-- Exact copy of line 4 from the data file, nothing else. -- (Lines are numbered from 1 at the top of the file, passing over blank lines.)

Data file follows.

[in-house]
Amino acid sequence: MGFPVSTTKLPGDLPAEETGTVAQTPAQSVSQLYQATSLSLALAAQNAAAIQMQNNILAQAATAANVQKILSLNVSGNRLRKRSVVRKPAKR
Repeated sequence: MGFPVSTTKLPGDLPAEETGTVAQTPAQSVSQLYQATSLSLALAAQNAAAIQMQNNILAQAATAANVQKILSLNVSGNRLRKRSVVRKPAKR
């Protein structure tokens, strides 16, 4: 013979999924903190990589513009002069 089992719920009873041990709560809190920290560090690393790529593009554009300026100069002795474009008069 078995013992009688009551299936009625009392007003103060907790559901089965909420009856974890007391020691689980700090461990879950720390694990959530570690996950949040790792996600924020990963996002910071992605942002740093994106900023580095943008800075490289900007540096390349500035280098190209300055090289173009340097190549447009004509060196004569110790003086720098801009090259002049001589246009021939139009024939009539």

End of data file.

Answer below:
């Protein structure tokens, strides 16, 4: 013979999924903190990589513009002069 089992719920009873041990709560809190920290560090690393790529593009554009300026100069002795474009008069 078995013992009688009551299936009625009392007003103060907790559901089965909420009856974890007391020691689980700090461990879950720390694990959530570690996950949040790792996600924020990963996002910071992605942002740093994106900023580095943008800075490289900007540096390349500035280098190209300055090289173009340097190549447009004509060196004569110790003086720098801009090259002049001589246009021939139009024939009539």